Despite what it looks like outside (at least here in Ohio), Spring is almost here. I keep telling myself that and this week I got a little help in believing it as MLB 13: The Show made its way to stores. A new MLB game means a new MLB season, which is a sure that warm weather on the horizon. I’ll be honest though, it has been a while since I picked up a bat, both in real life and digitally. Despite being a bit rusty behind the bat (and glove) I had no problem seeing why this is widely heralded as the best baseball game on the market.
The Vita version of the game is very comparable to the console version available exclusively for the PS3. It has nearly all of the same modes and features and gives you nearly the exact same experience. There are some slight differences, which we will discuss here shortly, but for the most part it is the exact same game. Because of that fact, I am not going to spend too much time going into details on the various gameplay mechanics and specifics of the individual modes, you can find a good critique of those in Sean’s review of the console version
. Instead, let’s focus on the differences provided in the portable version and some of the important features that shape the overall experience.
For starters, obviously, the visual quality of the game has been scaled back a bit for the Vita. That isn’t to say that the game doesn’t look good, because it looks great. The Vita version just loses some of the presentation options afforded by the high-powered console such as the TruBroadcast presentation mode(s). You don’t have to worry about anyone looking over your shoulder and mistaking the game for you watching an MLB broadcast but the engulfing experience here is just as deep for the one playing the game. It is still chock full of incredible animations that really mimic the real life game. The physics engine that powers everything is almost as good as it gets, especially in terms of simulating the unpredictability of the ball when batting or fielding.
The Vita platform itself offer some unique gameplay possibilities that the development team takes full advantage of in both the front- and rear-touch capabilities. The game makes good use of both in a manner that compliments the gameplay rather than overtaking it. There aren’t any shoe horned mechanics here, just alternate means of interacting with the game. While there is some basic implementation featured in navigating the menus, the most notable use of the panels are in the pitching and base running portions of the game. The touch screen makes it a lot easier to target your pitches as opposed to aiming with the overly-sensitive left analog nub. The same is seen in base running as stealing and leading off can be aided by simply running your finger(s) along the back. It feels really natural and quickly becomes second nature when playing.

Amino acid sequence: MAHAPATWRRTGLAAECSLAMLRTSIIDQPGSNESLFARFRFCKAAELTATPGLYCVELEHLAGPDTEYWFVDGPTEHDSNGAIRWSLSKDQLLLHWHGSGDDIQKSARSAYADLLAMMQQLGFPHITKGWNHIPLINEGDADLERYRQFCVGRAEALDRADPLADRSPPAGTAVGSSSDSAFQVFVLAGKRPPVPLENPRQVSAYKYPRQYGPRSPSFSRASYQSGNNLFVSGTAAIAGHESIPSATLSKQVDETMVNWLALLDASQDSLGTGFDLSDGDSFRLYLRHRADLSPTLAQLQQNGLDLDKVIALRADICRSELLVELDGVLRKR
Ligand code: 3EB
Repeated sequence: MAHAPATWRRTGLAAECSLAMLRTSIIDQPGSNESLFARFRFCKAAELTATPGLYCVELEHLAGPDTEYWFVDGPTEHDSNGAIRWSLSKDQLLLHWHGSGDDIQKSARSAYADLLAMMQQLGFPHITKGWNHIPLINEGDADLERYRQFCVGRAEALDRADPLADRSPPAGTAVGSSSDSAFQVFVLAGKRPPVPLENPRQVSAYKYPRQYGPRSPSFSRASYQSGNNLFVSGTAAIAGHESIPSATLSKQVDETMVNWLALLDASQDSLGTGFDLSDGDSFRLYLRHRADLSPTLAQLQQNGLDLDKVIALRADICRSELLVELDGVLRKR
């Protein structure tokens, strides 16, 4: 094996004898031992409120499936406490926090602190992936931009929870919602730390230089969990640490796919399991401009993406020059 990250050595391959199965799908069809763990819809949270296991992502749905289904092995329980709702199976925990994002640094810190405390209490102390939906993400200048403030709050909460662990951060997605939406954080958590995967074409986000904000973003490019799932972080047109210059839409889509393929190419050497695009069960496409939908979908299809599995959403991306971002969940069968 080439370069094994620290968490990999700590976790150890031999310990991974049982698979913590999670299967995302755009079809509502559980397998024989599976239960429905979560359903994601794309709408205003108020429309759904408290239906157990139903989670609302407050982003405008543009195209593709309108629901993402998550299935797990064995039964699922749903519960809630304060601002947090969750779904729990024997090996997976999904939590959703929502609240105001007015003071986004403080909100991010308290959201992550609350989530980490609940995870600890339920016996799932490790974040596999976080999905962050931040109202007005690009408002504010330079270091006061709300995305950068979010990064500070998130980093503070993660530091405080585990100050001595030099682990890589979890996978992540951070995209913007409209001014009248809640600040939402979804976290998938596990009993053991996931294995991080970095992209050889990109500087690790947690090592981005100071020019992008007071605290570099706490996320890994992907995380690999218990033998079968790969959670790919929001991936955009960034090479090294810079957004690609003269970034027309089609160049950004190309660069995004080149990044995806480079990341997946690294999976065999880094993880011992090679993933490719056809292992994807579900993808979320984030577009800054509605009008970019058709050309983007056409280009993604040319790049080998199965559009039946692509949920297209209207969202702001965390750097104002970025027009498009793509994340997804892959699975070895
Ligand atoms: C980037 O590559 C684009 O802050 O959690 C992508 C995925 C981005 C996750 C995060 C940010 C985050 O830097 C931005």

Just as Sean mentioned in his review of the PS3 version, this year’s edition of the game does a great job at alleviating the steep learning curve that has been associated with the series in the past. The new beginners mode is present in the portable experience as well. There are a ton of options available for pitching, batting, and fielding. The new mode eases you into the complicated options available by setting checkpoints for your progress. The better you do over time, the further they expand your controls. It starts off with simplified,press button controls and before it is all said and done, you will be batting with full analog controls and pitching as if you were in the major leagues. Veteran players can opt for heading straight to the full control scheme if they choose either the first time that they boot the game up or within the options menu at any given time. There are even some training routines designed to teach you the ins and outs of baseball itself, including thing such as reading pitches and fine tuning your pitch selection.
There is one glaring omission in this version of the game: Diamond Dynasty mode. Once again the portable version is missing out on the team management trading card game. I don’t quite get why this mode keeps getting left out as it would make a great addition to the game. It is just a single mode though and considering the amount of other gameplay options available, it is a minor oversight.
Once again, the two versions of the game do offer some compatibility in the form of Cross Save features and a Cross Platform play in the Homerun Derby mode. Both of these work without a hitch. Saves can be transferred between the versions with a simply selecting the “save to the cloud” option, just like Sly Cooper:Thieves in Time
. The Homerun Derby simply matches you up with the first games available online, regardless of platform. You never know which you will get paired up with and honestly, it doesn’t matter.
It is easy to see why the Show has dominated the baseball genre for the past couple of years. With an expansive list of modes and features and realism unlike anything I have ever seen in a sports sim, the game is destined to impress even non-fans of America’s pastime. Add in the fact of the portable option(s) offered by the Vita version and you have a no-brainer purchase for sports fans of all ages. While this version still comes across as the “little brother” to the PS3 version, the gap between the two seems to be closing up and it could be non-existent before all is said and done.